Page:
Installing Python 3.5.1 from source

A quick introduction to installing software (like Python) from source on Linux. Posted by Thomas Sutton on December 30, 2015

This is an introduction to building and installing software from source on Linux (and other UNIX-like operating systems). The example is Python 3.5.1 but the details apply to the vast majority of open source software. I don’t cover everything - mostly just the happy path of everything working - but if you’ve never installed from source before, I hope this will help guide you through the process.

Speaking of process, here is what we’ll be doing:

  1. Download the source code of an official Python release.

  2. Configure the build appropriately for our machine.

  3. Compile the software.

  4. Test the software to make sure it works properly.

  5. Install the software.

  6. Configure our system to make sure we can use the software easily.

Getting a Python release

Go to the Python source downloads and choose a version to download (I’ll use 3.5.1 throughout this document but the process should be similar for any other version). Download the “Gzipped source tarball” to your server. You can do this by copying the URL in your web browser and using the wget command like so:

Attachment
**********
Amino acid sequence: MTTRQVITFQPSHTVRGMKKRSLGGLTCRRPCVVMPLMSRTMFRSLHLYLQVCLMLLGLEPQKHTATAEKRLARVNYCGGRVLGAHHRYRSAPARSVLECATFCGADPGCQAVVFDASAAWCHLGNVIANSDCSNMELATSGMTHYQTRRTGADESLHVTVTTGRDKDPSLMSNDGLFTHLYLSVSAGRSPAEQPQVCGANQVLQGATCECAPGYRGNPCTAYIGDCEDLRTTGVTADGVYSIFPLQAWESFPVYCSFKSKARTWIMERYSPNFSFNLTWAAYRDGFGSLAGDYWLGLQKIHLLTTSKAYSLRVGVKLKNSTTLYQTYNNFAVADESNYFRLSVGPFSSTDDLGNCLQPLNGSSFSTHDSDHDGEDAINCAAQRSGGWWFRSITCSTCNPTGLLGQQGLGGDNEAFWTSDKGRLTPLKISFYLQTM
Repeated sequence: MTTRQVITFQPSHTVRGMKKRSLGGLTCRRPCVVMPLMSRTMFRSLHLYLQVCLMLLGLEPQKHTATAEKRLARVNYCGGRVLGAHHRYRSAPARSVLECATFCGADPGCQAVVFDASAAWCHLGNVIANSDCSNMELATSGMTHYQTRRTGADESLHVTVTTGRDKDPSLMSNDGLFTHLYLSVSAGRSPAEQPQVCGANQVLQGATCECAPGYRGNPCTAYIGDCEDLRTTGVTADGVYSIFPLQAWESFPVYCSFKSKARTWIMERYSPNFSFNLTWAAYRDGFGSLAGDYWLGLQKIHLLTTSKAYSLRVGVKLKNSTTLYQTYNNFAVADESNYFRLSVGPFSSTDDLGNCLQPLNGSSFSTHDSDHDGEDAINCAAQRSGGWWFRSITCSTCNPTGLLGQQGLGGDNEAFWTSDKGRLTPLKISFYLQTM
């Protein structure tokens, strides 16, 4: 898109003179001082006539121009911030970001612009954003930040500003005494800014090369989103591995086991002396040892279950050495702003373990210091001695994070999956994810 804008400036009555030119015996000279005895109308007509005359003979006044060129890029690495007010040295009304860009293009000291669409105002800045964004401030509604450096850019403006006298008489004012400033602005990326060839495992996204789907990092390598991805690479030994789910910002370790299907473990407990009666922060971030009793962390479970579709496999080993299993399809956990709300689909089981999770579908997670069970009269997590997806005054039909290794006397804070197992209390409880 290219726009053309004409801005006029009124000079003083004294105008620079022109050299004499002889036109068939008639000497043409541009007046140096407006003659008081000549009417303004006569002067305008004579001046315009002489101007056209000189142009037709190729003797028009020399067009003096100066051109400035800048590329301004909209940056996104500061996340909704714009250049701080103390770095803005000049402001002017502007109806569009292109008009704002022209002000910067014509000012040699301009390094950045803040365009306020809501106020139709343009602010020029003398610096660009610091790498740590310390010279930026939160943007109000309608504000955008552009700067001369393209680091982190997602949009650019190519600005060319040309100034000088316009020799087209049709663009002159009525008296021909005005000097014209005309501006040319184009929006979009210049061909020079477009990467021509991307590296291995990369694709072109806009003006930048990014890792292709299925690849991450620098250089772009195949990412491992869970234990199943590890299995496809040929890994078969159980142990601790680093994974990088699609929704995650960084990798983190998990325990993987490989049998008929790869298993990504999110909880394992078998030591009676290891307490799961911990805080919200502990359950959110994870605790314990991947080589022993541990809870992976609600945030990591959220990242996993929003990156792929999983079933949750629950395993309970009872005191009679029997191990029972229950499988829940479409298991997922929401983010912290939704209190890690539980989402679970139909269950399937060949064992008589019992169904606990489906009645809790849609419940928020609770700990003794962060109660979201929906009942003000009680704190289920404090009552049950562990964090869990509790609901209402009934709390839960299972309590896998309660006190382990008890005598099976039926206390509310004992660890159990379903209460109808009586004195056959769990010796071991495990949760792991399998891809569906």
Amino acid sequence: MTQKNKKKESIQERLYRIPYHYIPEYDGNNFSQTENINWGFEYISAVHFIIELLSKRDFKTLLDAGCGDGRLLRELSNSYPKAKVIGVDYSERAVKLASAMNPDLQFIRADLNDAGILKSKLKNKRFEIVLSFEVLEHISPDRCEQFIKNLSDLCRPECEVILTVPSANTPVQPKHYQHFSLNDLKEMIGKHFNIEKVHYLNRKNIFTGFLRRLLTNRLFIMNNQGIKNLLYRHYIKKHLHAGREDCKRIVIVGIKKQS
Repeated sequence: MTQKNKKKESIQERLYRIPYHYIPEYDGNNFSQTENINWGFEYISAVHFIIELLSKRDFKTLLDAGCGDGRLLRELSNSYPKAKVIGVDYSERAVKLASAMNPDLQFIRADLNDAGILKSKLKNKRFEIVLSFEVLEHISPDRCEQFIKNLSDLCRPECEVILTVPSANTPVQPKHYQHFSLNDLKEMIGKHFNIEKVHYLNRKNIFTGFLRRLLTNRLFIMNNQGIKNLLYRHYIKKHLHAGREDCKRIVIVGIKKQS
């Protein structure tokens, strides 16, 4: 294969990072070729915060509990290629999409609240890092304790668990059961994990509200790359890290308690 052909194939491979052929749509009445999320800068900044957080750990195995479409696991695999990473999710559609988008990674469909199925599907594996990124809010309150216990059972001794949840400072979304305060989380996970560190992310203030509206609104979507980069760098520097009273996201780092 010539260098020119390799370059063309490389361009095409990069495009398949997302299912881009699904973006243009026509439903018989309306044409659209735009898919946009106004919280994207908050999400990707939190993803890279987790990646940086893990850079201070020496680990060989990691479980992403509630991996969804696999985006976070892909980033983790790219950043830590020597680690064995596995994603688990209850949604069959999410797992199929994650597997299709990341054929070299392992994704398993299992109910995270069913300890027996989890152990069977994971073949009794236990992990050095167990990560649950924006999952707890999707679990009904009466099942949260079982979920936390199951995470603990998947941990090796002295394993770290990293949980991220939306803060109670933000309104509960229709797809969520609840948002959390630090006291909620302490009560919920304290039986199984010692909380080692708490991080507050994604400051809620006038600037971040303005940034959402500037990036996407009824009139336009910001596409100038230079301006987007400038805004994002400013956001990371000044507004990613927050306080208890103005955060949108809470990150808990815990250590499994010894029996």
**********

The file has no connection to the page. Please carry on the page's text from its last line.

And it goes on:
This will download the release and save it in a file based on the URL. In our case it’ll be called Python-3.5.1.tgz. If you don’t have wget installed (maybe you get a command not found error) you can install it using your OS package manager:

Once the file is downloaded you can unpack it using the tar command. Originally tar was used with magnetic tape drives (the name stands for tape archive) but it also works for archives stored in plain old files on disc and it’s still the standard archive format in UNIX environments. tar is often used together with gzip compression to reduce the size of file but all modern tar commands can handle compression and decompression transparently for you. tar archives usually have the .tar file extension and often have another extension for the compression format like .gz, .bz2, or .xz (for GZipk, BZip2, or XZ respectively). These extensions can be piled on top of each other like .tar.gz or squashed together into a single extension like .tgz. You can extract a tar archive file using the following command: